You Think You Know. You Have No Idea.

I hadn’t planned on writing anything about stage 7, after warning the armchair quarterbacks out there to also keep quiet. “No comment” looped through my mind hour after hour once the stage finished as I went through the motions of showering, stretching, and getting horizontal. I suppose, however, if you’re going to get a summary it may as well be from someone taking it in live and in person. So pardon the brevity; here’s a brief run-down.

Yesterday really did up the ante and took the concept of misery on the bike to a new level. Two hours of attacks that I was either in or covering (ave speed +50kph in those two hours), then a break of two riders escaped so we slowed down a bit and I proceeded to become frozen to the core and shivered incessantly for 90 minutes. Next, unwarned from the race profile so seemingly out of nowhere we began climbing rolling hills that didn’t roll – they just went up. Narrow, pouring rain, fully strung out for 90 minutes, followed unceremoniously by someone opening up a gap to the wheel in front of them and the peloton split in two. Chase chase chase, nothing. Game over. 90 more minutes of physical and mental anguish, wishing I were in the front helping Carlos and *hoping* that he wasn’t having problems. It was not to be; he was great position, ~10th wheel just shy of the strade blanca, or however you say, then was crashed into. Mechanical issues plagued him to the finish and he came in 5′ down. My groupetto lost nearly 25′. Adding insult to injury, I was gassed from the first 120 minutes of sprinting like a madman to get into a breakaway so each pedal stroke in the final hour singed the ol’ legs. Slogging through the mud, it was the kind of day your mind just shuts off. Nothing, blank, comatose.


Orrrrrr being the optimist I am, yesterday was the kind of day that makes most other days seem really really good. Reaaaally good.

p.s. To all the superfans out there, I recommend spending your morning hotel dumpster diving. There’s guaranteed to be lot, and I mean, a LOT of filthy, gritty, sandy cycling kit in the trash. Socks, caps, jerseys, bib, you name it!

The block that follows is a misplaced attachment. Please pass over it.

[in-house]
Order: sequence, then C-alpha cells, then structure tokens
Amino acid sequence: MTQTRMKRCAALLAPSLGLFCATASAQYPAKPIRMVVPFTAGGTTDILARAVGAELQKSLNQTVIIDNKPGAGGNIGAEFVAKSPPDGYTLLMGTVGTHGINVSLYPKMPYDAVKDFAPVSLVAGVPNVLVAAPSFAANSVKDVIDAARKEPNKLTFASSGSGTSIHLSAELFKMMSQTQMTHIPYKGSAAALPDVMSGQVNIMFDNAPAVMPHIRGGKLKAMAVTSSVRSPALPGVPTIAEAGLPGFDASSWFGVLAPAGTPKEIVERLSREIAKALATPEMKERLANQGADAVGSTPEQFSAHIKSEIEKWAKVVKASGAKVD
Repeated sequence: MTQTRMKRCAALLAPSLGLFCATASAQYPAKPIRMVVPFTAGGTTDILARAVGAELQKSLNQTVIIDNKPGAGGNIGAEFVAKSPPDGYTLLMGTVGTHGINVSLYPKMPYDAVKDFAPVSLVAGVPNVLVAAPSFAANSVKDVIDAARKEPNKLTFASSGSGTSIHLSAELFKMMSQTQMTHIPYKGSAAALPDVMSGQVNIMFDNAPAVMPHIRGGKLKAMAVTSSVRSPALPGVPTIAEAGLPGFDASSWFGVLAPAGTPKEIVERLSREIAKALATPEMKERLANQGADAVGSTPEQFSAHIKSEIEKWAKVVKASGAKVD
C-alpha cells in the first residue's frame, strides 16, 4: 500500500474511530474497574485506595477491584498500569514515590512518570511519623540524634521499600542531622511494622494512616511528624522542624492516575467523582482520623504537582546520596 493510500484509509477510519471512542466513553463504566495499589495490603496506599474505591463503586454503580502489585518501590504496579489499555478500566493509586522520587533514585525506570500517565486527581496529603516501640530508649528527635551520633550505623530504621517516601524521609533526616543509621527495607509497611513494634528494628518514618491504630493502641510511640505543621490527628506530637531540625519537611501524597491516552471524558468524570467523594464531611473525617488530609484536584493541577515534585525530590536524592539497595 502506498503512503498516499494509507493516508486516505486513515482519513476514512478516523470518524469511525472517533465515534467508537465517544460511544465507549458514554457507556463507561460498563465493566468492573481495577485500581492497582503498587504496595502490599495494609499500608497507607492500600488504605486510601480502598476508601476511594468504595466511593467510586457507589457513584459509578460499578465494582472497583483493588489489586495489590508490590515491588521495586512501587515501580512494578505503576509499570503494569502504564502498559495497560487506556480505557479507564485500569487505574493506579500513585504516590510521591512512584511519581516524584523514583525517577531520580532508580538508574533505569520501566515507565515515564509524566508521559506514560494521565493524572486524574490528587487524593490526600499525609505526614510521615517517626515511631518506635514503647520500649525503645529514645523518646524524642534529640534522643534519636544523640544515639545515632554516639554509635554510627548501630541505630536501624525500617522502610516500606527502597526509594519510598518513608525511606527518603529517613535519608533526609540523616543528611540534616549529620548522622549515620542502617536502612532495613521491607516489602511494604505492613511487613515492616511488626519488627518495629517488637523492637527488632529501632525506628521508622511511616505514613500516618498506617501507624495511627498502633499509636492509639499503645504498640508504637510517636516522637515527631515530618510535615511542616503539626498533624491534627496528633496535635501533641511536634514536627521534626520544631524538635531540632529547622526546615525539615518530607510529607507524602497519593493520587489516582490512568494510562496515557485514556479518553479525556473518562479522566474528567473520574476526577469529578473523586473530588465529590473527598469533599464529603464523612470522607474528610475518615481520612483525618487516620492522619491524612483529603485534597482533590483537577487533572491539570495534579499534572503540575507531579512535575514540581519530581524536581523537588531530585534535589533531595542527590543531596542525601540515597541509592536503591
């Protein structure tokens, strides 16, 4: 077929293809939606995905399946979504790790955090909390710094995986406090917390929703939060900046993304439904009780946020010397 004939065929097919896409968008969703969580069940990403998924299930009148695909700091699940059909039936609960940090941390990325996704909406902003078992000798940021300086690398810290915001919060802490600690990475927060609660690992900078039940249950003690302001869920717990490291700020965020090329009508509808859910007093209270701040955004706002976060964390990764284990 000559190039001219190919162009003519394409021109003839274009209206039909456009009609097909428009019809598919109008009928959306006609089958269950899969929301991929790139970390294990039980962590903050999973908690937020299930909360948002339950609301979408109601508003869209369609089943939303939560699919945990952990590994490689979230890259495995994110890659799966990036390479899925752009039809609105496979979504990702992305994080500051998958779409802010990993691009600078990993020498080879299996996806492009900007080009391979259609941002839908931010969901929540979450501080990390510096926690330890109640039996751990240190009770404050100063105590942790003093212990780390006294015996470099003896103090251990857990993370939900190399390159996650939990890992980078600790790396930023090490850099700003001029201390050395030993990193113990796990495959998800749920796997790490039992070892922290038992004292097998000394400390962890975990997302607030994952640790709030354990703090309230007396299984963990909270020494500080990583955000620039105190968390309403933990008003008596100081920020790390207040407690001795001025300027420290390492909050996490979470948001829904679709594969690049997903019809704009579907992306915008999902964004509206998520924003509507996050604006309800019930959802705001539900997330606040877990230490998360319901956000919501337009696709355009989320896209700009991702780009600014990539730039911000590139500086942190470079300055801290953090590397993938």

1. Craig

    That was an epic stage, for the viewers, not so much the racers :). Good luck for the final week!

  2. Antonio Costa

    After this reading, I should say “no comments” but, have to say, ouch!

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  4. Charsa

    And we thought it was all glamour! Hang in there, Mr. K!

    • Derek

      Thanks for the insight.

      Anyone armchairing the stage, or any stage really, should
      post some video of their exceptional performance. Oh wait…that’s right…they didn’t have what it takes to be riding the race to begin with.

  5. Becky B

    If it makes you feel better (which it won’t), I had a pretty tough day too. Yes, yours was much worse. At least I can drink when I get home from work. I’ll have a glass for you.

  6. JAS

    God bless ya for sticking it out on the bike AND living to blog about it!

  7. the 12th Man

    You may have been suffering, but million of bike race fans were loving every minute of it. Chapeau!

  8. largearge

    looks like you made it to work for stage 8…

    stylishly clean.

    sorry to hear about stage 9 on what i will from now on be calling the Giro d’Sastre. it seems, one after another, a new disaster consumes Carlos and CTT is forced to fight to minimize the damage rather than to inflict it. keep up the fight.

  9. Rica

    Is it just me, or is this year’s Giro particularly evil compared to most tours? It just seems like Paris-Roubaix+Hurricane Katrina+Everything that can go wrong/most go wrong rolled into one! It should be renamed the Giro d’Murphy’s Law! Or, is this simply because I’m a mere novice?


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